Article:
Love this!! I've always had a real thing about what we wear and freedoms we have. I HATE heels - I love trainers...I like Hannah don't wear trousers to work (but can only be found in jeans out of work) - I have found a comfort in a dress of a particular style and flats. And to me, it enables me to express a little of who
I am - wearing leopard print regularly I had a trainee teacher say to me that she liked how I was brave and did that as she said it expressed my boldness...to me it's just me bringing myself as a person into school through my dress code.
Tess Tweeddale Tess Tweeddale @thepositiveteacher 1 week ago
I found this really thought-provoking. I left a school a few years ago that imposed a strict dress code on staff where jackets had to be worn at all times. This greatly restricted what my colleagues and I were able to wear with the jackets and encouraged a staff look that was entirely corporate and not individual and personal. I have a couple of hangups though - no answers, just questions!
- If I feel so strongly about being able to wear what I want, what does that say about my pastoral role where I have had to admonish students for the uniform/makeup?
- I now work in a school where our dress code is really relaxed. I choose to dress smart (both trousers and dresses), but some staff come in leggings and flip flops and I privately think this is not workplace appropriate...
....so am I as liberal about dress codes as I would like to think I am?
Fee Stagg Fee Stagg @govclerk 1 week ago
I quite agree @thepositiveteacher - it is difficult sometimes to find the balance. Flip flops are a health and safety risk! As a Chair of Governors I don't expect governors to be smart but I want them to look and feel professional. I wear black jeans to all my meetings and buy them in bulk. I was once faced with a governor wearing a baseball cap which he refused to take off. I am not as liberal about dress code as I think I am either!!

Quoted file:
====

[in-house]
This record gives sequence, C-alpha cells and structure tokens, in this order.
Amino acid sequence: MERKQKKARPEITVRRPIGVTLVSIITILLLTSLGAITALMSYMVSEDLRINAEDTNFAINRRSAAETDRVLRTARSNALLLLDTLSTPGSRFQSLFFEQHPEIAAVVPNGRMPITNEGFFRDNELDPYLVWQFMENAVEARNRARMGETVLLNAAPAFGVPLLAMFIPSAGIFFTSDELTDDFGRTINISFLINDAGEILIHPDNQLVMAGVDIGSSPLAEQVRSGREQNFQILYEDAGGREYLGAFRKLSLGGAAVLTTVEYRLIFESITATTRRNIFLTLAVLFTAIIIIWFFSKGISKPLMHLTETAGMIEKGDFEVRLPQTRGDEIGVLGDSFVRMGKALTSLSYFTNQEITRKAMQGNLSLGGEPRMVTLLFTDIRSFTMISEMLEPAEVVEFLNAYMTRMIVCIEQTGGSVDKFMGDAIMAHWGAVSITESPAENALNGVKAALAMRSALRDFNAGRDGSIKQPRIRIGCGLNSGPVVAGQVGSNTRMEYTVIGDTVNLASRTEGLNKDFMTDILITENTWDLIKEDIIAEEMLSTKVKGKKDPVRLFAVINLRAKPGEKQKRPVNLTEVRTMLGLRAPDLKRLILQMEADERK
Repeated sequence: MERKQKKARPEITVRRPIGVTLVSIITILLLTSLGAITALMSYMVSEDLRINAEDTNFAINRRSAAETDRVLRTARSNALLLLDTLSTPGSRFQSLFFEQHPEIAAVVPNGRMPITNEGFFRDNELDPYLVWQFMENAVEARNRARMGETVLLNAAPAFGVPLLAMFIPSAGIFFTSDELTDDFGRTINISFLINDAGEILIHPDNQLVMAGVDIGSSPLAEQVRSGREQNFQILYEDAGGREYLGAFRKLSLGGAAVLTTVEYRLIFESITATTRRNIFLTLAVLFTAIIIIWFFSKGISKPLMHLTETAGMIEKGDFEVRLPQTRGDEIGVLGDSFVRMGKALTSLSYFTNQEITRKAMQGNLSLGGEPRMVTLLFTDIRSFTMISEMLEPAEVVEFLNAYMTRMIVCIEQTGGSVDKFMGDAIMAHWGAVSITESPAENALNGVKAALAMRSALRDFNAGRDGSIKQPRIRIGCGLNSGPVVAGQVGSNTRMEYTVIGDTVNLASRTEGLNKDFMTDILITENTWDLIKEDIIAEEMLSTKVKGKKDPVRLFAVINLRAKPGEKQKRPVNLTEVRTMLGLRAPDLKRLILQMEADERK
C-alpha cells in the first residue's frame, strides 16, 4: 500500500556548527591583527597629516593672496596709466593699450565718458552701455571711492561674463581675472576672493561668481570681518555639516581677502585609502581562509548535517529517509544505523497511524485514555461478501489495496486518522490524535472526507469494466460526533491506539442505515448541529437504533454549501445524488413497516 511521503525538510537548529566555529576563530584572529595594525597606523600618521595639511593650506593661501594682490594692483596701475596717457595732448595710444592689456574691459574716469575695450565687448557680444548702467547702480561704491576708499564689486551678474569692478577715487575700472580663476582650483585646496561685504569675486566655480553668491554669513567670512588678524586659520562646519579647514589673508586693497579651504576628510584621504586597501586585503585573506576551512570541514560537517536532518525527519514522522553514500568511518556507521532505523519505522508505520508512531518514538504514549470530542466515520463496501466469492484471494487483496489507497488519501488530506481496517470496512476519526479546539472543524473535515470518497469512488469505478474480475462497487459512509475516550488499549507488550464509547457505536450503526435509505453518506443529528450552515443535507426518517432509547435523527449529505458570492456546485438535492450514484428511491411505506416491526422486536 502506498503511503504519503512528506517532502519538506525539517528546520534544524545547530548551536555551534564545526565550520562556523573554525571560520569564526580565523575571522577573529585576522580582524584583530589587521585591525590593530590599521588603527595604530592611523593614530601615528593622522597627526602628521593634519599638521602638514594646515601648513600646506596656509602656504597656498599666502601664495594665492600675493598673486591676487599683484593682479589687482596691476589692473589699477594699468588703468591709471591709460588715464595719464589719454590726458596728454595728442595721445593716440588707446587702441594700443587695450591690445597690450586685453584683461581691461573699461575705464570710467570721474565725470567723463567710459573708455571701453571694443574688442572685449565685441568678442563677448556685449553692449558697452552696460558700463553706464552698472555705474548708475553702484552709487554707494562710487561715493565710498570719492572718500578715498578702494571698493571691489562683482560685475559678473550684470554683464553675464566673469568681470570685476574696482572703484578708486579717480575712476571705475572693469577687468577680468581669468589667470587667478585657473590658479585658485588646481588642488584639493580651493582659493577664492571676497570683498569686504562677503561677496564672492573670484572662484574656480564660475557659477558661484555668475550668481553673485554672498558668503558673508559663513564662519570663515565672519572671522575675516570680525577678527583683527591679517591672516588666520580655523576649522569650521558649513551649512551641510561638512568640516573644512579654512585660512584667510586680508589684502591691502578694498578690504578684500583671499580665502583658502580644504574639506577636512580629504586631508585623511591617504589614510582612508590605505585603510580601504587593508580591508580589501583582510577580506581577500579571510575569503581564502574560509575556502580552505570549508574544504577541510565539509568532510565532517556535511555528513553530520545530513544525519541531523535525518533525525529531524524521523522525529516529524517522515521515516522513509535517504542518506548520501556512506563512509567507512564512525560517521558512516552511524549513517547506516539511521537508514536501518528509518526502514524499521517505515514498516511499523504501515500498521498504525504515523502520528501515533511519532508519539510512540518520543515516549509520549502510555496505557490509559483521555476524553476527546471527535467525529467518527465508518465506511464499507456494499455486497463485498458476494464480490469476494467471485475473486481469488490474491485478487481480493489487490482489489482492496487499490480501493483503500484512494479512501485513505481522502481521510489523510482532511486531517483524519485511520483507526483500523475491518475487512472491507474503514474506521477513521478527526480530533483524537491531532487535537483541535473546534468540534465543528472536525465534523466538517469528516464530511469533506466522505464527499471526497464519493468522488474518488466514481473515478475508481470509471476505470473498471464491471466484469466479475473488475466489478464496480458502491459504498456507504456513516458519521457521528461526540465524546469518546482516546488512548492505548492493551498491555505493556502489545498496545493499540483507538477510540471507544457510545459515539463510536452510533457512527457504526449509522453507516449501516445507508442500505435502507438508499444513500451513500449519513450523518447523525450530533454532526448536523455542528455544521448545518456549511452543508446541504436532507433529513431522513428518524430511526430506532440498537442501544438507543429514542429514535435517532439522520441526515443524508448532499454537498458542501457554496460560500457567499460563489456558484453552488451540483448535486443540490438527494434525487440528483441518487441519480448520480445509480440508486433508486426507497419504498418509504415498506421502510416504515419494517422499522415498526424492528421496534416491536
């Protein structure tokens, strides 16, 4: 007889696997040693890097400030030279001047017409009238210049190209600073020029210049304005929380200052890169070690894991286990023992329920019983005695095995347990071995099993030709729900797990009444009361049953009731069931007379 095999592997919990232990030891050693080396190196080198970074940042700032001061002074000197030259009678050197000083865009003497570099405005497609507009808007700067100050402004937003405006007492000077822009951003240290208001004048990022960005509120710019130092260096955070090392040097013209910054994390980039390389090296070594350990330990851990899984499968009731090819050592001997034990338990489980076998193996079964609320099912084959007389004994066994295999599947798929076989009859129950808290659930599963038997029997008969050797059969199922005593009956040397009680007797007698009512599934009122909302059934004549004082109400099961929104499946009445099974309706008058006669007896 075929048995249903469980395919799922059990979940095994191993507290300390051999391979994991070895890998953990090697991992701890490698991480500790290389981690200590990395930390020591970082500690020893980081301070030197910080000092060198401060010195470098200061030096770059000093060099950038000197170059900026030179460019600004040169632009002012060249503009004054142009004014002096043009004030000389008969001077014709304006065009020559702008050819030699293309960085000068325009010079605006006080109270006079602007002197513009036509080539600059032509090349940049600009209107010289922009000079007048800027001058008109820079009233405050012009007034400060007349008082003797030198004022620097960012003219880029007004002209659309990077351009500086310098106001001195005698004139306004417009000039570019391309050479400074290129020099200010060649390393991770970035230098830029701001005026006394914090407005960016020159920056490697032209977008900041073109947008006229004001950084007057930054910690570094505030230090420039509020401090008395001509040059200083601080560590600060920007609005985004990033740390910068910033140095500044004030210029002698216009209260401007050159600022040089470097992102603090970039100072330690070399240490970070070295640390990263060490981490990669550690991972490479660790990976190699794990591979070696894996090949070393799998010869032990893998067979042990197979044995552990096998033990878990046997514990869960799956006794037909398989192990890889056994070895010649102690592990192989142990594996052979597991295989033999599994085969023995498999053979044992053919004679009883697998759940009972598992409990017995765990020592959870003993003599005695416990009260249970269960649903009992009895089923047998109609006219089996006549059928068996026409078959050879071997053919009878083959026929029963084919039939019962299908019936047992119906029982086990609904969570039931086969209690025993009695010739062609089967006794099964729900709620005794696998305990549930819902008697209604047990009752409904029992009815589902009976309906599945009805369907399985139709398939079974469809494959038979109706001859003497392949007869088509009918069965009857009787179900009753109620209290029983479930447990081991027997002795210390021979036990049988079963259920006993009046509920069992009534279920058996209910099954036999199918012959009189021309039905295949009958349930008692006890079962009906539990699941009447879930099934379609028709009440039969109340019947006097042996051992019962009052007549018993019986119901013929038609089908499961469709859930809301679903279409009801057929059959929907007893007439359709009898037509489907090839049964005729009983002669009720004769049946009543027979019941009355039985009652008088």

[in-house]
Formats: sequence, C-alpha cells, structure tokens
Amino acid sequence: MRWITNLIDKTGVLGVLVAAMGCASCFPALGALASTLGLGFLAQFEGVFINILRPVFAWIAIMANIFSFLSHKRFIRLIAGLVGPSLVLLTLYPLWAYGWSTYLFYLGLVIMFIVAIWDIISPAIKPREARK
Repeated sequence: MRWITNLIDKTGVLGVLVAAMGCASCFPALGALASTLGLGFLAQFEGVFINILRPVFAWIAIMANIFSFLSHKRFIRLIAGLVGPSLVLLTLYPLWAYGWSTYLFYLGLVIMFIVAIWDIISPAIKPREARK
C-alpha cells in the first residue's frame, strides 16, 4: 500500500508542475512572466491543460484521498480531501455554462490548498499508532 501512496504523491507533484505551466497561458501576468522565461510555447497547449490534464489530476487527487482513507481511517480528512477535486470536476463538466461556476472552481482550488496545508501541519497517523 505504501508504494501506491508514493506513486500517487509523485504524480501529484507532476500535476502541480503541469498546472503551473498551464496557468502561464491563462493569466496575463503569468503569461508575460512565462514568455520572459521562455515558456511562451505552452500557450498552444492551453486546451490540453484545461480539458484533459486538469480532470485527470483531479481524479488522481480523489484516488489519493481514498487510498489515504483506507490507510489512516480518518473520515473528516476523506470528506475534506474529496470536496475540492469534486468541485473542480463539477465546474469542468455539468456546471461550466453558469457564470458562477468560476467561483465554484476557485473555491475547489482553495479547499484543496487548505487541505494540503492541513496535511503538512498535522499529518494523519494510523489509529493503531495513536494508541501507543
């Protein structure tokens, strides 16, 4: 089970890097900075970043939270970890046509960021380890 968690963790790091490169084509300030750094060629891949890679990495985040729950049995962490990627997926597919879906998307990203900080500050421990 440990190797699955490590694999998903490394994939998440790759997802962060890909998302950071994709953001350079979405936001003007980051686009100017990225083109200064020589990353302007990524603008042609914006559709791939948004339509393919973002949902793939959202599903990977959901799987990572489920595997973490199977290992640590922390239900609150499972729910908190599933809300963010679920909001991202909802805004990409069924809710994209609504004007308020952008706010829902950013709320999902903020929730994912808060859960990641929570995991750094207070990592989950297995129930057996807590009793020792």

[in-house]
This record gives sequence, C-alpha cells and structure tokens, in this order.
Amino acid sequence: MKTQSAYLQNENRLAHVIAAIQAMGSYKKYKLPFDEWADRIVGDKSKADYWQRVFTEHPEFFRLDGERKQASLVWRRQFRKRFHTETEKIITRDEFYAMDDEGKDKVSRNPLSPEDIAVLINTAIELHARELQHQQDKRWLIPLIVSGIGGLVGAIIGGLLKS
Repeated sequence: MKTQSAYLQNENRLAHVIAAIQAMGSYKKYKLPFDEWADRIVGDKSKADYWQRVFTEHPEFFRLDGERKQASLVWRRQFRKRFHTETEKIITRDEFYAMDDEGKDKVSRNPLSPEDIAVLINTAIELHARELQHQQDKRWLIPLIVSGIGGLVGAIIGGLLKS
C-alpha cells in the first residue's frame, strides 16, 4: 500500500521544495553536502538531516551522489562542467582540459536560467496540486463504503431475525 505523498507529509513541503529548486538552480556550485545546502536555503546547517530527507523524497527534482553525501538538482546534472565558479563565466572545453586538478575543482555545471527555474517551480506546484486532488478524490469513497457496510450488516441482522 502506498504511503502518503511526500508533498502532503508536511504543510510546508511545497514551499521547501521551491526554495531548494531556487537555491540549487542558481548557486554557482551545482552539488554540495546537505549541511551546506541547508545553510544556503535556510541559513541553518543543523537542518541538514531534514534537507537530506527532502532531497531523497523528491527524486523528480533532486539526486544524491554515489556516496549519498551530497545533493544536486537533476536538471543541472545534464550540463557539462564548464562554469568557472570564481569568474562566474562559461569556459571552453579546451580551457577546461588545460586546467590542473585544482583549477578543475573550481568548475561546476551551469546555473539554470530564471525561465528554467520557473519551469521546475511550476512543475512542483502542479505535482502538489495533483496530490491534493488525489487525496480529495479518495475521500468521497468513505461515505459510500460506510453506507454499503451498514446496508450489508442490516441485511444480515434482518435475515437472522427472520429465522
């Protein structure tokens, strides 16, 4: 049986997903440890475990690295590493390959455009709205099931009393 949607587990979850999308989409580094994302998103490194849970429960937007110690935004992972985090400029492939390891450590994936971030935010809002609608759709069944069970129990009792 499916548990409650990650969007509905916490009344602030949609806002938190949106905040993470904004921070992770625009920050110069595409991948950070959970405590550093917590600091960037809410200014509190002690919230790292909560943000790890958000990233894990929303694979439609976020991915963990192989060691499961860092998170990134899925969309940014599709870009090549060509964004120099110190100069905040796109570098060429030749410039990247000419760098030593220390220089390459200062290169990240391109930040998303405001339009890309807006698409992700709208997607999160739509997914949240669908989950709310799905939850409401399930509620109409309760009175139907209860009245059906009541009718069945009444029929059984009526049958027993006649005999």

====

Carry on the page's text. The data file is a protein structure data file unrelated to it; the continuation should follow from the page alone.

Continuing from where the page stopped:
Jill Berry Jill Berry @jillberry 1 week ago
I really enjoyed this, too - and I think we may all be more judgmental than we like to think we are! The issue for me is what you say about choice and respecting the choices others make. I sometimes feel concerned that we can be overly critical because we feel that someone whose choices are different from our own is in some way attacking OUR choices - and this goes way beyond clothing, of course! You made me smile and you made me think, Fee - always good!
Fee Stagg Fee Stagg @govclerk 1 week ago
Thank you for all your comments. Glad you enjoyed my blog! Having a teenaged daughter with a tongue piercing was a shock to my system but I'm more relaxed about it than I thought I'd be! She loves my boots too...mostly!
{{ modalTitle }} {{{ modalData }}} {{ modalTitle }} {{{ modalData }}} Join the conversation
Sign in or sign up to post comments, follow colleagues, recommend stories and build your own professional profile.
Staffrm is the professional network for educators passionate about their work.
Please Sign In {{ modalData }} Sign In